A word from Intrum's Nordic MD's: The paradox of the pandemic
Our Nordic Managing Directors share their reflections of the findings from our newly launched Nordic Debt Collection Analysis 2021.
One year into the pandemic, it is an understatement to say that the outbreak of the virus has changed everyday life for all of us. The financial consequences of Covid-19 are vast and will have long-term implications for individuals, businesses and society. The majority of the Nordic workforce have kept their job, but reduced their spending during the pandemic. It is therefore a paradox that the worst recession in a century has left a majority of households with a more sound economy.
Covid-19 has accelerated the economic inequality
One of the clear trends in the data of this year’s first Nordic Debt Collection Analysis, also seen in external surveys conducted by Intrum during the past year, is that the economic implications of the pandemic have accelerated financial differences between consumer groups.
Restrictions to economic activity and consumption due to pandemic measures are reducing debt collection cases, aided by creditor forbearance. However, many households’ income levels have fallen permanently, increasing their vulnerability in the long term.Tommi Sova, Managing Director Intrum Finland
Individuals with lower incomes tend to have been more affected by income losses and unemployment, as a result of the restrictions. On the other hand, consumers with who have been able to keep their jobs and work from home have found themselves having better financial margins than before the outbreak of the pandemic.
In higher-income groups, restrictions on the possibility to consume have resulted in increased savings rates. Home owners have also seen rising value of their properties, following low interest rates and a housing market where having more space to live in is valued higher than before.
Altogether, this has accelerated differences between groups with a stronger respectively weaker position on the labour market, as well as the insiders and outsiders on the real estate market.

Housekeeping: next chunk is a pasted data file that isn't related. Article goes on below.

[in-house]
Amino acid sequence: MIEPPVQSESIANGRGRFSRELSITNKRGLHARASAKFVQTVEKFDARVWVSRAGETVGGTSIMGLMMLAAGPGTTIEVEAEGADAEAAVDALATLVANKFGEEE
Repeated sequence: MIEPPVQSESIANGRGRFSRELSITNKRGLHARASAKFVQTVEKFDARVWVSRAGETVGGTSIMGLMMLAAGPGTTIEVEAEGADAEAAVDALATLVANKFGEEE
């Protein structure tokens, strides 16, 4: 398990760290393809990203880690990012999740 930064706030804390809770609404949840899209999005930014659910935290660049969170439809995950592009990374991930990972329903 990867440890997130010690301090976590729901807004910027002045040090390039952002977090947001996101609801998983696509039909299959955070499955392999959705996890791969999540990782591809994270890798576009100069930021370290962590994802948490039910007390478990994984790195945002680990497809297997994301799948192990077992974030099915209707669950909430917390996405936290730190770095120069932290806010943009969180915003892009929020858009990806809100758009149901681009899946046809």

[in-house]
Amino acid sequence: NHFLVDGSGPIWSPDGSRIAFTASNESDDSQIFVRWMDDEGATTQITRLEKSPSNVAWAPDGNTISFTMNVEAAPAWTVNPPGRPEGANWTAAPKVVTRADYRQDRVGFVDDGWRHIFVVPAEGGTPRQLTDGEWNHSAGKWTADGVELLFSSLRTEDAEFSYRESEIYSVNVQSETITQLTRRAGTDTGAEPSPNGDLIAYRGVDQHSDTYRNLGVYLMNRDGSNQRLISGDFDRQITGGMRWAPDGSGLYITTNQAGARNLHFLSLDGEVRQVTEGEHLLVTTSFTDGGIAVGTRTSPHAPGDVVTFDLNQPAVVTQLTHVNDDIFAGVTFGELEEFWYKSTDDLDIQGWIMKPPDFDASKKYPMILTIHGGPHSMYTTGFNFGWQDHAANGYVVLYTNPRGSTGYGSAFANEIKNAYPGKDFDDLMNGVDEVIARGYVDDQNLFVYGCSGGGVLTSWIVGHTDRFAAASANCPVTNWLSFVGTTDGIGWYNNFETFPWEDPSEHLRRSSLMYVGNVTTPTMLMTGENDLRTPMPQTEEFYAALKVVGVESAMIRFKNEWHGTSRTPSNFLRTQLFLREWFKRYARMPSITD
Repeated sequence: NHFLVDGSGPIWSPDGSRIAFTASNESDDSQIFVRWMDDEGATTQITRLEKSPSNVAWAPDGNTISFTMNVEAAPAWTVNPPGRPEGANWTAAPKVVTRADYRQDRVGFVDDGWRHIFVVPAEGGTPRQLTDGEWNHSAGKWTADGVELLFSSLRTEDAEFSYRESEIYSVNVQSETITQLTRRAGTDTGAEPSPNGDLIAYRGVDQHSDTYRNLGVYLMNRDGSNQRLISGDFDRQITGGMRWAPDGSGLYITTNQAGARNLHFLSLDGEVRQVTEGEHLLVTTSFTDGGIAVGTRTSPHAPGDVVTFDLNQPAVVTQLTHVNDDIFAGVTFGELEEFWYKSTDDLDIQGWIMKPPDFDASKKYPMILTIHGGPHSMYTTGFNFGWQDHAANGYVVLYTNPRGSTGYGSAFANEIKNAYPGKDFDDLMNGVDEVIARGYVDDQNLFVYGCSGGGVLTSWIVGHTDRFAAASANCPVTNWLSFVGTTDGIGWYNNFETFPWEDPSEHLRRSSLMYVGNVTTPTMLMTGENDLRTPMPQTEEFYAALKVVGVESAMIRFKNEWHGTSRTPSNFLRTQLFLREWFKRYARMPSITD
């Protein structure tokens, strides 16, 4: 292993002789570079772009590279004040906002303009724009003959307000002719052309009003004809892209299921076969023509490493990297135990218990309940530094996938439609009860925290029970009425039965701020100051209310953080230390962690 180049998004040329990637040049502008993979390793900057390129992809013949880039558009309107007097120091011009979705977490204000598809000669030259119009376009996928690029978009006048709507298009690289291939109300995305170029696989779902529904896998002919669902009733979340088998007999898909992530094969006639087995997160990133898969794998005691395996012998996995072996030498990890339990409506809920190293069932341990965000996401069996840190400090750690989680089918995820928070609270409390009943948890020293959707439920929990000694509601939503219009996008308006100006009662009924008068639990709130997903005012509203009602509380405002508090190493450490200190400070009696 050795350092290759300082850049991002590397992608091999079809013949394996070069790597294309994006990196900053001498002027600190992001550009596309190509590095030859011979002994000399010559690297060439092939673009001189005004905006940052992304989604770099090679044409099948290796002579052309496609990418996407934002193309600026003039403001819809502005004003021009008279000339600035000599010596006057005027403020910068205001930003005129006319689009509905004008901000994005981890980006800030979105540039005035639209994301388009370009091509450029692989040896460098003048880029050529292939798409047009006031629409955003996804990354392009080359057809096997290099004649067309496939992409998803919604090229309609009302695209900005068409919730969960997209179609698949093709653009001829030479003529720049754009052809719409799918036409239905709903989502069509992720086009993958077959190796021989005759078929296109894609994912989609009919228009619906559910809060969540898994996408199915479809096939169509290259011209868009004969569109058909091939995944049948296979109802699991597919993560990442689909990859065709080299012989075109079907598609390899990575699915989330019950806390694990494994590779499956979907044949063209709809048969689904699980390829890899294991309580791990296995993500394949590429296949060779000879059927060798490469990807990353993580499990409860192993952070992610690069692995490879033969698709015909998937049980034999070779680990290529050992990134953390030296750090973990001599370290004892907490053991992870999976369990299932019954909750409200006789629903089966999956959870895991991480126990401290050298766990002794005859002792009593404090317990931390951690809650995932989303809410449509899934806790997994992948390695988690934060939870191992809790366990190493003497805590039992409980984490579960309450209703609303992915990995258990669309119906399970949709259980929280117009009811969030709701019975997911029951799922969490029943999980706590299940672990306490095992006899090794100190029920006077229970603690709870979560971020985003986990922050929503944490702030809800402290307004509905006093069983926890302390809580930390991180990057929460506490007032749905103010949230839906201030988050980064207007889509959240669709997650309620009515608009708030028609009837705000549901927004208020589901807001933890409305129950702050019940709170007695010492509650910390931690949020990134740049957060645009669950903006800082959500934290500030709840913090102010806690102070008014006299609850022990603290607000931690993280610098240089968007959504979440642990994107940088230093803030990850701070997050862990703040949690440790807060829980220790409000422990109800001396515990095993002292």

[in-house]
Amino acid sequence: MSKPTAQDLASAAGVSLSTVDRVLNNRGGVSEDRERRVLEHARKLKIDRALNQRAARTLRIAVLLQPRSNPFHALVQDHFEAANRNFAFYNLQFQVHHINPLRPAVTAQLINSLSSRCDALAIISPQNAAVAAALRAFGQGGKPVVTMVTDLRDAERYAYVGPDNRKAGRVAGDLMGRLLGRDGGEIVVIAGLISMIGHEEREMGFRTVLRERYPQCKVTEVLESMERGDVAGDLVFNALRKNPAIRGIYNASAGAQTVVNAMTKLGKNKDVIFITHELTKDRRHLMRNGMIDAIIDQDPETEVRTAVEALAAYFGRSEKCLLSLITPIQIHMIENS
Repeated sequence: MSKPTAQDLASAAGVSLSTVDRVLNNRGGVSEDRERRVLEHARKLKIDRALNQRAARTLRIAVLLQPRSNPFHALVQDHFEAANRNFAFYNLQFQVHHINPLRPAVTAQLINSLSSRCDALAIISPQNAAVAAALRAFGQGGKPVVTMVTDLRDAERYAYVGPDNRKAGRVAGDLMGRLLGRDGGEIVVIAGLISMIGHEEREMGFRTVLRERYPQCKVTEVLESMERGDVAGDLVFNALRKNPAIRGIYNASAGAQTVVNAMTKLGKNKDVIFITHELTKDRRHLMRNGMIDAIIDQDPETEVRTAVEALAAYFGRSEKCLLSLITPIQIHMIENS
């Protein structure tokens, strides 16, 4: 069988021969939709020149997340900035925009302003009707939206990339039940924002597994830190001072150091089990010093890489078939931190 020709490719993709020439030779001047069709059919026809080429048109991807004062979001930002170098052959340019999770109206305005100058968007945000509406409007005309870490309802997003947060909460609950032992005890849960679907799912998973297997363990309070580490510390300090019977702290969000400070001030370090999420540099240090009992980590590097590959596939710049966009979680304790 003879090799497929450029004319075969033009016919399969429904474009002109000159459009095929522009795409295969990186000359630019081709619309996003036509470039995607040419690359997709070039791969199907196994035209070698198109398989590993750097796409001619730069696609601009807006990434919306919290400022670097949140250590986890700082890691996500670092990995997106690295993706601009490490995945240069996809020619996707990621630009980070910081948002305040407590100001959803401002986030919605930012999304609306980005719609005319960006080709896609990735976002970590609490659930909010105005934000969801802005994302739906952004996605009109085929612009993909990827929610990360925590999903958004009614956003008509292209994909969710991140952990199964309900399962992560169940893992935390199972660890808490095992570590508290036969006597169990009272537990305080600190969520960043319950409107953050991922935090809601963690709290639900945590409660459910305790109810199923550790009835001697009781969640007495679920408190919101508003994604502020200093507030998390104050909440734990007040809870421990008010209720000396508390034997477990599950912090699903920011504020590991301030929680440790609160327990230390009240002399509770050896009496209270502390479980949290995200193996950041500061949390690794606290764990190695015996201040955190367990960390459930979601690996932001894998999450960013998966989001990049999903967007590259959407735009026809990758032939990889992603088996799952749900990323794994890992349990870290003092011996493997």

Despite an increase in youth unemployment, younger consumers seem to have weathered the pandemic storm. Their ability to adjust costs and reduced opportunities to spend money have resulted in a lower level of defaults.Siv Hjellegjerde Martinsen Managing Director Lindorff Norway and Intrum Sweden
Changing behaviours among both consumers and creditors renders less debt collection cases
Key drivers behind the decrease in short-term credit losses include changing consumption patterns, payment holidays and moratoria’s from credit providers, as well as extensive governmental economic policy responses
The number of debt collection cases fell almost immediately after the pandemic hit the Nordic region. It seems contradictive that payment problems decrease simultaneously with a rapid drop in economic activity and increase in unemployment rates, as credit losses tend to increase when the economy shrinks.
Danish households are benefiting from previous financial consolidation and most have kept their income during the pandemic. Debt collection cases remain low, however increased inequality is a concern, with job losses heavily skewed towards those on low incomes.Jens Hjortflod Managing Director Intrum Denmark
A sound economy is more important than ever
The future is uncertain and strongly depends on the development of the pandemic. But sooner or later, everyday life in the Nordic countries will gradually return a new normal. When restrictions are lifted, it will be an important task to help those most financially affected by the pandemic. One thing is clear – what we at Intrum call a sound economy, with personal finances in balance, will be more important than ever.
Siv Hjellegjerde Martinsen
Managing Director Lindorff Norway and Intrum Sweden
Managing Director Intrum Denmark
Managing Director Intrum Finland